General HRT Q&A

I’m starting this post to gather all the info pertaining to general HRT, as well as a Q and A type discussion base. I notice that all the greatly informative posts made by members don’t begin under the proper topic, but an asked question which goes off on a tangent. I will be cut-and-pasting the great posts on this forum in time, and they will be identified by a “REPOST” at the top. Kindly head the reposts in this fashion if you have a post you’d like on here, to keep the flow digestable. Also, I will give credit to the authors.

Feel free to ask, answer, or comment as appropriate.

About me: I am currently self-administering adex with recent low test numbers but no E2 readings (thanks Doc). It has, almost overnight, taken me from a crying vaginal wreck, to half a man. I am seeking to T Cyp to fill out my HRT, and restore full manhood.

(I actually had a question but now forgot, so the whole reason for starting this thread… ha, ironic. Is this what brain fog feels like?)

Anyway, I’ll remember the question later but for now, I’ll begin with an informative re-post…


[by KSman; discussing everything]

[quote]T-Nick wrote:
Here is some great info I cut and pasted from an old post of ksman.

Needle size: Large needles can core the rubber and you do not want rubber in your muscles. A shorter needle will have less flow resistance than a longer one. So a 1" #25 syringe might flow as well as a 1.5" 23?22 gauge. One can inject test cyp in small amounts with #29 .5" insulin syringes; the small pistons of a .5 ml syringe develops high forces that make injection times reasonable. Time to fill the syringe is extended.

Injection force: If you are having to push hard to get flow, it should not matter and should not create discomfort at all. You hand should absorb all of the forces involved. Do not push on the needle plunger with your injection site providing the opposing force. The plunger force required also depends on the diameter of the piston. Smaller pistons create larger pressures. So use a smaller capacity syringe if you can. For the glut’s when self injecting with one hand, a 3ml syringe, while way larger than one needs for TRT doses, may be easier to handle… mostly from the point if view of one handed aspiration.

Injection site: All of the injected dose gets absorbed and it does not matter if glut’s or vastus lateralis. Yes the glut’s are more difficult for some and more time consuming. Injecting in the vastus lateralis is simply easier and you can visualize and avoid veins as well. When you read that someone started injecting in the glut’s for a few weeks and then switched to the vastus lateralis and then really got a strong T effect, that is the delayed effect of starting TRT and would have occurred if injections had continued in the glut’s. Note that the injection site in the glut’s is very important to avoid major nerves and blood vessels. You need know how to landmark things properly.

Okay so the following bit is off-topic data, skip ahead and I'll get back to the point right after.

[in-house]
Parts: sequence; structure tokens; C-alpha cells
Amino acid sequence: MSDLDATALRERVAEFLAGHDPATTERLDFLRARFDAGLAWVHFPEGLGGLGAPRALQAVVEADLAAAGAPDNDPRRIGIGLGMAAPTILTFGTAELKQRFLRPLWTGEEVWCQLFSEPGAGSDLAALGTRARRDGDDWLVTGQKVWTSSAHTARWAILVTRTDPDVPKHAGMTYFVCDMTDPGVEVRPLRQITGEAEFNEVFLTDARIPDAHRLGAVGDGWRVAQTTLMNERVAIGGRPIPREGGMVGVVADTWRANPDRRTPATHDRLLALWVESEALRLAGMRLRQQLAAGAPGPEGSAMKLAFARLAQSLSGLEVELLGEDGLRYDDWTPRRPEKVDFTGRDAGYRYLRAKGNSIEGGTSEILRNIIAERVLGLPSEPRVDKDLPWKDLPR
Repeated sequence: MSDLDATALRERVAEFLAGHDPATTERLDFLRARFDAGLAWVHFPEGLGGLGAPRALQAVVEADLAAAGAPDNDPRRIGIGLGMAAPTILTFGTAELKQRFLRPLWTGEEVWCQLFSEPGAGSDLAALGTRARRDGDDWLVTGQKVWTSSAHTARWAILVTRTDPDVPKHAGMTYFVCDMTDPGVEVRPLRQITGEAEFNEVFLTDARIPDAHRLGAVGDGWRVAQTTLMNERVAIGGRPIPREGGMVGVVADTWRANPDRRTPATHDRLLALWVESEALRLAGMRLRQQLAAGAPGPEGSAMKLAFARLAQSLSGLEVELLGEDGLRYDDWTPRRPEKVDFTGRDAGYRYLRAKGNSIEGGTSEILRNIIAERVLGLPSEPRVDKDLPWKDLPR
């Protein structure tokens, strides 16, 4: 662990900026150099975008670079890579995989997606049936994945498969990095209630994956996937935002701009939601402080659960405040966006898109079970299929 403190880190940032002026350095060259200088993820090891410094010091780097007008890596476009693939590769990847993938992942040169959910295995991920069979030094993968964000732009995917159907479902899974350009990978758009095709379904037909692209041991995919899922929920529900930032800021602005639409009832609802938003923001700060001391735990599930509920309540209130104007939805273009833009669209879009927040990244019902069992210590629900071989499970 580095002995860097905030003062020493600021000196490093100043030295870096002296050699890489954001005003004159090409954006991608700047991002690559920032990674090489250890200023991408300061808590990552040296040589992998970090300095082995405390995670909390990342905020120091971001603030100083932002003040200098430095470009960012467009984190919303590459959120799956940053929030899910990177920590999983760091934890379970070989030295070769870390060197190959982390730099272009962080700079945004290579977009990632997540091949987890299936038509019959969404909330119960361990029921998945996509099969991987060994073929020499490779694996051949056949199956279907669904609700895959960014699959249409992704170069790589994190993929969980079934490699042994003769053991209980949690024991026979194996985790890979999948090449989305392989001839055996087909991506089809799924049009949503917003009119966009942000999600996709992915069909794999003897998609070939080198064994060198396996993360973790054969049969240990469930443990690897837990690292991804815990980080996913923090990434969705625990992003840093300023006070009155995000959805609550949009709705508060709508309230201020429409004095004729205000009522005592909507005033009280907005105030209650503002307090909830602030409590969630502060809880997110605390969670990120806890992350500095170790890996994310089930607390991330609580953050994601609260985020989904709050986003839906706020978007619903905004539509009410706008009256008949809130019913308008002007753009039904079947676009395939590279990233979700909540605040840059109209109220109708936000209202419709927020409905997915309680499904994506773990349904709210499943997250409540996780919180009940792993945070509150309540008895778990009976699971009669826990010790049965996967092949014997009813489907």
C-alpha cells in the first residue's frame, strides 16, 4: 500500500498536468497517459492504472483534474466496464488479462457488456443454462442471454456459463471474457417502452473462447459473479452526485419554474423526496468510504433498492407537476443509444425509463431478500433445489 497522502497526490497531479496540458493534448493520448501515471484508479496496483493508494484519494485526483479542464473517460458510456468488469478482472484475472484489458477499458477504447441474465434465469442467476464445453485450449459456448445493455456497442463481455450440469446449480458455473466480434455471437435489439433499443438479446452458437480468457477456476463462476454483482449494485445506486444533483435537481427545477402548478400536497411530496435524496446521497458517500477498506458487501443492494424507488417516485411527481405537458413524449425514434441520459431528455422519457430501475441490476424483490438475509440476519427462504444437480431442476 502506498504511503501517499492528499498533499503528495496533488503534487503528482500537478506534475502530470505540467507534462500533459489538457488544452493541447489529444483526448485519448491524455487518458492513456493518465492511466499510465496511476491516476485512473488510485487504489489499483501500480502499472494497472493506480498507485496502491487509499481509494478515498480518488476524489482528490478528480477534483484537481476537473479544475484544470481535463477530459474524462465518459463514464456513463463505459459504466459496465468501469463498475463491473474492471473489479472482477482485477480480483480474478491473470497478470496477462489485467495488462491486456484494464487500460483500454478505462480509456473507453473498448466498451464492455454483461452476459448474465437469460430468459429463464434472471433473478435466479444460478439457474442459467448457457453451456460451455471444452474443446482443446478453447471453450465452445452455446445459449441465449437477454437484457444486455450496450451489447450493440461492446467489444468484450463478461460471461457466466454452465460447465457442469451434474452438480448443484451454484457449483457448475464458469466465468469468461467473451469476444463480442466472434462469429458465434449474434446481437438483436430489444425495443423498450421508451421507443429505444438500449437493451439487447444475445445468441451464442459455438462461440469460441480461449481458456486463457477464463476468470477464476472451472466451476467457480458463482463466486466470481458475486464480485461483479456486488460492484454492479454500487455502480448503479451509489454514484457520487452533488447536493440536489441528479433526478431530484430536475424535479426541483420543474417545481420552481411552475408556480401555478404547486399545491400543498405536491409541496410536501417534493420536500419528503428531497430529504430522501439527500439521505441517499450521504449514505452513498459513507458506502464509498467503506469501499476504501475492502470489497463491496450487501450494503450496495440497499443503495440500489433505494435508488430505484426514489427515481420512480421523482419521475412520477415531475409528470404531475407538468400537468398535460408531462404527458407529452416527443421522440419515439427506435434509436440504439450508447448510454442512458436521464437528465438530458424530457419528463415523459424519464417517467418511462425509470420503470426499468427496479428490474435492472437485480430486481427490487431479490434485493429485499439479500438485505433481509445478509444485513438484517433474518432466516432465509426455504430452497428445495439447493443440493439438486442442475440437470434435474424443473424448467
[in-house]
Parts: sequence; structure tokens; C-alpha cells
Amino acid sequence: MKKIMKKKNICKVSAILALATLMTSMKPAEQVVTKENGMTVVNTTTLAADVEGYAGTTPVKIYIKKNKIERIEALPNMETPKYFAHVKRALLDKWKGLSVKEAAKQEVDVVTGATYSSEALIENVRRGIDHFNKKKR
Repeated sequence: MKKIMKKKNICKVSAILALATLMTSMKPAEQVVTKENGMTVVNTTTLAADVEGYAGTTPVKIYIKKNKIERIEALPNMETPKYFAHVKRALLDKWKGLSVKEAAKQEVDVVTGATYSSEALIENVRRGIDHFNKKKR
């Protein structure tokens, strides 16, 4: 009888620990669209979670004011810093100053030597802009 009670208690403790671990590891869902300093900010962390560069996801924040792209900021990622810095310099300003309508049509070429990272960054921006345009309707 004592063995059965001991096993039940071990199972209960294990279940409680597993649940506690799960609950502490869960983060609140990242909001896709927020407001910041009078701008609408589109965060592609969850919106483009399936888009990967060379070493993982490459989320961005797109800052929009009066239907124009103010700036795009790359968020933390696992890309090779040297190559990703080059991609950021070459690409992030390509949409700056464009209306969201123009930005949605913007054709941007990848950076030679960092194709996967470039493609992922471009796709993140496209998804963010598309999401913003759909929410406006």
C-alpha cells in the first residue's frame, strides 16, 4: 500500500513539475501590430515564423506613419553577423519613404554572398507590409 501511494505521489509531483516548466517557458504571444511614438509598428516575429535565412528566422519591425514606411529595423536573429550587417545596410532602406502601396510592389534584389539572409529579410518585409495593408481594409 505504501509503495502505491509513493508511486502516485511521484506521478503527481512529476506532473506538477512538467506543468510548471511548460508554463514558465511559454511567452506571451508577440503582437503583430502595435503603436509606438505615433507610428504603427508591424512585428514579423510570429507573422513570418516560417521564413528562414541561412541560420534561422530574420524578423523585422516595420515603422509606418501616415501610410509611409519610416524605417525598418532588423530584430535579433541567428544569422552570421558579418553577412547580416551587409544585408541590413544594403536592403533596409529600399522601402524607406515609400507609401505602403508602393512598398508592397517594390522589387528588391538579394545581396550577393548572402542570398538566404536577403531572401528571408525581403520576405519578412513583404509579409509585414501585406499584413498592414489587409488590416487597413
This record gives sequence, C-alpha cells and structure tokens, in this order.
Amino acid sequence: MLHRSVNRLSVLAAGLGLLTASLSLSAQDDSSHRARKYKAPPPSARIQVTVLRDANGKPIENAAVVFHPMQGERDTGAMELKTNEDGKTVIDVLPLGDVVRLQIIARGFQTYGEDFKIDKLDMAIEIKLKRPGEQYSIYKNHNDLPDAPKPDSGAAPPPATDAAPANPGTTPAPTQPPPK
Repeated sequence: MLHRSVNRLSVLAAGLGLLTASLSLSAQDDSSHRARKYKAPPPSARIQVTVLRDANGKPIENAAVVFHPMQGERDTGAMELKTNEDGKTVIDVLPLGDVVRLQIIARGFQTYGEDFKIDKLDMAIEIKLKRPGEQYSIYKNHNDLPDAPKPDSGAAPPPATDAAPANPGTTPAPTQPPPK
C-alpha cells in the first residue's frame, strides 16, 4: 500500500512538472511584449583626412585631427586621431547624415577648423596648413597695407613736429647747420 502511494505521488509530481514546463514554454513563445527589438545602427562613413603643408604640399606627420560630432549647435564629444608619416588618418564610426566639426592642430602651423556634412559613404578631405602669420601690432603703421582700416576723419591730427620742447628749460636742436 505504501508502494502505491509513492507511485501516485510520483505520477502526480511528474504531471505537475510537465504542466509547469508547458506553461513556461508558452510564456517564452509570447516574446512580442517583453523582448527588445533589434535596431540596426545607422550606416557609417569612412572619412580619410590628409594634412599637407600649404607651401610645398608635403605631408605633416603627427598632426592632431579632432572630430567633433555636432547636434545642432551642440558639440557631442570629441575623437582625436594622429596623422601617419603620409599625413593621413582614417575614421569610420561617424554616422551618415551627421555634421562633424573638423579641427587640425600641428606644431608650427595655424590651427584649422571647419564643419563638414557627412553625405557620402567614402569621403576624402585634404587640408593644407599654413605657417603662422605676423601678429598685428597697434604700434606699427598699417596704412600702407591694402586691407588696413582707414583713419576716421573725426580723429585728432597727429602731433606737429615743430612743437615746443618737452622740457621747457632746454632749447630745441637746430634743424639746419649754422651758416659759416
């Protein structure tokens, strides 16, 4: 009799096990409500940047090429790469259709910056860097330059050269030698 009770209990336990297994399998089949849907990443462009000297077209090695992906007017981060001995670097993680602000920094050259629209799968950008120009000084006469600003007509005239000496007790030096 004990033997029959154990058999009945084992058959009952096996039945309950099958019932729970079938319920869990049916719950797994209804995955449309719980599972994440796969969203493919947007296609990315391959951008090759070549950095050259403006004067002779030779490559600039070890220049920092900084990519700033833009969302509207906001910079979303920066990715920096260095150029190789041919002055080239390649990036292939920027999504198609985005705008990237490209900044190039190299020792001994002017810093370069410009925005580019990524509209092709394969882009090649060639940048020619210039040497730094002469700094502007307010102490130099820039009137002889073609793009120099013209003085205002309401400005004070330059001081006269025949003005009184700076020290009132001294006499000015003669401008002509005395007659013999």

Soreness: If the muscle injected is tight or tense, the result will not be good. For the glut’s, massage and feel for any tight muscles (quite common). If you feel such, then the results can be unpleasant. The resulting pain can last for days and refer down the leg etc. If you massage the tight muscles and get them supple, then the injections can be painless. The upper leg can be quite insensitive to the needle penetrating the skin. Veins can hurt when punctured.

Bleeding and bruising: With the legs and lower fat, you can see the larger veins and the smaller surface veins. You can’t see much of anything on your glut’s. When you get used to injecting, you will notice that when you bleed and bruise, that this is also distinctly painful. That pain also is spread out and does not seem to refer to the point of injection like the skin prick does. When you go through a larger vein, two punctures, there can be a lot of blood. Apply firm pressure to stop bleeding for a while. A good injection can be totally blood free, at least with smaller needles (larger gauge numbers).

Injection site preparation: Other than the proper swabbing; one needs to carefully choose the site. In the glut’s, to land mark you have to touch the area so it must be swabbed after that and then you can’t see the location and need to start over… but you can’t touch the swabbed area. Find a piece of larger plastic tube, 3/8" would be ideal, or a plastic pen top. Select the location and press on the skin to mark it. Then swab that location, and the target is clearly in view when you inject. This is particularly useful if for glut’s you are standing and using a mirror to landmark, then lay down to inject.